The Sentimentalists is a debut novel by Johanna Skibsrud, the youngest author to be short-listed for the Scotiabank Giller Prize since it debuted in 2004 with a nomination for then 29-year-old Shyam Selvardurai. This beautifully designed book - no surprise since it originates from the aesthetes at Gaspereau Press - is a sombre story about the emotional ghosts of war and the unreliable nature of memory. Children of the vibrant boomer generation dealing uncomfortably with their aging parents will likely, as I did, find much to relate to.
Skibsrud's background as a poet is obvious and allows the prose to unravel in segments, pacing slow and then fast, with attention paid to precision and rhythm. The book is heavier on rumination and thoughtful turns of phrase than action, plot or character development. There is a lot of focus on how things look and sound, and this is one of the strengths of the novel; the author's ability to capture the slow moments in life where one can really think about the meaning of grief, the purpose of family and the concept of home.
For the young narrator, shipped around every year as a child, the one place she still calls home is a house in Casablanca, Ont, belonging to Henry, whose son fought and died alongside her father, Napoleon, in the Vietnam war. Napoleon is the novel's most finely drawn character; a gruff but tenderhearted and comedic drinker who never fully recovered from an incident during the war he never speaks about, an incident based on one Skibsrud's own father lived through in Vietnam in 1967.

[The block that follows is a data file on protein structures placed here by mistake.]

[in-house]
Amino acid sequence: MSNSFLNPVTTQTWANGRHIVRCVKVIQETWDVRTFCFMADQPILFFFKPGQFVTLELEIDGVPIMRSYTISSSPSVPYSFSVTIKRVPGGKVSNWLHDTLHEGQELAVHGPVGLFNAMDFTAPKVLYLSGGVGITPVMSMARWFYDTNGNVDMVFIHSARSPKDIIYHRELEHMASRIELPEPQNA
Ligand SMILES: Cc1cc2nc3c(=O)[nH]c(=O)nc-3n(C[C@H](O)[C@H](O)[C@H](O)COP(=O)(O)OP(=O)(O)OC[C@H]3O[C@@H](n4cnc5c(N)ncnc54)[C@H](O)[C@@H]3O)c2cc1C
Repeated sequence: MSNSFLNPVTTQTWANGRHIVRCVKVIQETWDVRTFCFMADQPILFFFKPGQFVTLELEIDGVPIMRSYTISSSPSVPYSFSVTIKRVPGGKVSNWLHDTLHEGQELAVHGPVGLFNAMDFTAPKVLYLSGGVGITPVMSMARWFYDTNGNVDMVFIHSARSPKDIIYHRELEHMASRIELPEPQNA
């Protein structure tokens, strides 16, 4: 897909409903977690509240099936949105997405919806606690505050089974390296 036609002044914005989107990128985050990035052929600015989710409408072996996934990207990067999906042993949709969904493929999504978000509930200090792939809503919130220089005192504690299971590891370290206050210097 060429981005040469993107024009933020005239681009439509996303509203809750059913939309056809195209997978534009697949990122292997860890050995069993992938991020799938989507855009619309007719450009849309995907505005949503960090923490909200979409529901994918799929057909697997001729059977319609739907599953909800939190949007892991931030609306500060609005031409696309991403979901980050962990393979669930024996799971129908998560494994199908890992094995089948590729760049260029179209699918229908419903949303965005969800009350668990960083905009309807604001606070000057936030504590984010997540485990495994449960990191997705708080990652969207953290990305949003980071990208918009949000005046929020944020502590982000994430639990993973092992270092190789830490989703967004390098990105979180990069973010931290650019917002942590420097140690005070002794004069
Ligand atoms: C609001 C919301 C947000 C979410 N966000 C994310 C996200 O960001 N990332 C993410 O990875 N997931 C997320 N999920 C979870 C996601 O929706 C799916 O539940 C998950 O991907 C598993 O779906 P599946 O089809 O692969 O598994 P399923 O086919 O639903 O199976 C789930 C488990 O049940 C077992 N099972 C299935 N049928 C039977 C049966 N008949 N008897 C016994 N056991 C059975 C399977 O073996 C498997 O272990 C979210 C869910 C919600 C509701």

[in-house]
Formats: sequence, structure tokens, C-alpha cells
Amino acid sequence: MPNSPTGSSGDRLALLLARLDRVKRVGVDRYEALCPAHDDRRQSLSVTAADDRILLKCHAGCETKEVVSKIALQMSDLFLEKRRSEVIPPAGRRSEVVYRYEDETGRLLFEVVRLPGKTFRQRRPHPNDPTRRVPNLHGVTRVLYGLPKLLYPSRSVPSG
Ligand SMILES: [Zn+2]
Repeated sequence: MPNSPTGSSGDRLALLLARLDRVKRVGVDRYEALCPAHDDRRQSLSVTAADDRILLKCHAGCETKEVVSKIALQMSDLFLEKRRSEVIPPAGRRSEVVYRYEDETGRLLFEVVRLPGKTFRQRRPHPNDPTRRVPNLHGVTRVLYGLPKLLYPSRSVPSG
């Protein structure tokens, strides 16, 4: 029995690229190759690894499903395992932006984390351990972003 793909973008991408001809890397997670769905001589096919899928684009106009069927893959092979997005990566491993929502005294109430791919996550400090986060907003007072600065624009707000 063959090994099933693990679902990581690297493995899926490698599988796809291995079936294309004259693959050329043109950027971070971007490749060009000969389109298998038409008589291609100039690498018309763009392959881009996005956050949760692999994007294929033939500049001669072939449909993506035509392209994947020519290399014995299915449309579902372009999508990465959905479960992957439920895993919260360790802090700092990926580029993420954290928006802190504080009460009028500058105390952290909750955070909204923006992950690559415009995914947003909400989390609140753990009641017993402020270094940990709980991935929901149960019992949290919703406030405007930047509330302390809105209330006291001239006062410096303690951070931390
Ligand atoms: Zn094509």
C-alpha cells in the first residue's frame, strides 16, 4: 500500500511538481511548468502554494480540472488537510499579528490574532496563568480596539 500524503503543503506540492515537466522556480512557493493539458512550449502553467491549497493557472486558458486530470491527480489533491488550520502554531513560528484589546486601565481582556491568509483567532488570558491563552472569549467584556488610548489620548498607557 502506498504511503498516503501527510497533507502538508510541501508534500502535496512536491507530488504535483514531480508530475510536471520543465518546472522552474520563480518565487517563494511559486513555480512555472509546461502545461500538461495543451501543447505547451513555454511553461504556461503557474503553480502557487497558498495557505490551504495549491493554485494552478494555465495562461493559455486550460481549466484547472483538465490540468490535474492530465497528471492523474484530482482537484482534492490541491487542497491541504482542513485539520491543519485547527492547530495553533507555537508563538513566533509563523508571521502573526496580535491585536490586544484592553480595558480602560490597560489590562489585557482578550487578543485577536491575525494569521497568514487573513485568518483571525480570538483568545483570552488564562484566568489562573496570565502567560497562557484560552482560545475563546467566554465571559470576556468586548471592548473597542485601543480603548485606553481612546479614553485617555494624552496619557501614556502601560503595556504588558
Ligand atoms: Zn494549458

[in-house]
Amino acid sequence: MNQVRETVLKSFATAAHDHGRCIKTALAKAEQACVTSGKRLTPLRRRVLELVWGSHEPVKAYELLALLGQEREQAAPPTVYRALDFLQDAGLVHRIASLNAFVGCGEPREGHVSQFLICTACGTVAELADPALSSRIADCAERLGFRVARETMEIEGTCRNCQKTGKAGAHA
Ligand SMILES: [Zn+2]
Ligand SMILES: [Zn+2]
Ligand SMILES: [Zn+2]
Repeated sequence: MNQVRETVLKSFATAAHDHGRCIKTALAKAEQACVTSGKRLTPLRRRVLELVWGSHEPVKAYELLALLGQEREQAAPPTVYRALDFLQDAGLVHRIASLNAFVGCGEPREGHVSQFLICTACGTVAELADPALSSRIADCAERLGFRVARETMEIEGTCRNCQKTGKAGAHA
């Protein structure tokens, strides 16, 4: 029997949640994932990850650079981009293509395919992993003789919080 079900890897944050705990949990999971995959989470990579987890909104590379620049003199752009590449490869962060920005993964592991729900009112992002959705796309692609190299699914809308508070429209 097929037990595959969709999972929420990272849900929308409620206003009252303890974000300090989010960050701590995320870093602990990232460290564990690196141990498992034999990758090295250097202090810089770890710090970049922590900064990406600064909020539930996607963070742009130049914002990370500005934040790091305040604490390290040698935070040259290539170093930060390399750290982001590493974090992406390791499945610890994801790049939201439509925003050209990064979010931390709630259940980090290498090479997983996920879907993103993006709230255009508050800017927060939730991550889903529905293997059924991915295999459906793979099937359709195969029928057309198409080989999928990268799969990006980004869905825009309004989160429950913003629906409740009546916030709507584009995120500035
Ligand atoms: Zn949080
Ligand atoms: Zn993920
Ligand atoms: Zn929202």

The narrator is unnamed, and we do not know much about her, except the parts of her interested in uncovering her father's secrets before he dies, as a way to understand the choices he made as a father. The story is his, and we mostly learn about him through her eyes, as well as via third-person flashbacks to his army days, and the early life of Henry. We understand her to be kind, frustrated and escaping heartbreak, but we do not know what her adult life looked like before she escapes to spend the last few months of her father's life with him in the Casablanca house. Her absence from her own story is at times frustrating, as we don't always know what anchors her. We do get to see her in childhood, one of movement and abandonment by her father, and her struggles to find roots.
Like a lot of debut novels, The Sentimentalists can sometimes feel like a stumbling colt, with moments of astounding raw beauty and original wordplay. Conversely, there are moments the prose forgets to balance on its new legs. Readers will either love the sentences packed with adjectives and conjunctions, or find it overwritten, as in this example, about the arrival of her sister Helen for a visit: "As though we inhabited separate and remote corners of his illimitable and still-coveted prairie. As though all things had been leveled; emptied off. As though - if indeed we had thought to send them out - our shouts would have rung nearly soundlessly in our own ears, swallowed up by the unconquerable landscape between us, so long by then left untried."There are other instances where the prose could have benefited from a more rigorous edit.
Other times, Skibsrud nails the scene with a delightful precision. The narrator stays in bed, listening to Henry and her father banging around downstairs "shouting to each other across the hall in immense, pithecoid, monotones."
All in all, this is a solid debut and a beautiful tribute to a father-daughter relationship.
Zoe Whittall is adapting her first novel, Bottle Rocket Hearts, for film and working on her fourth novel.
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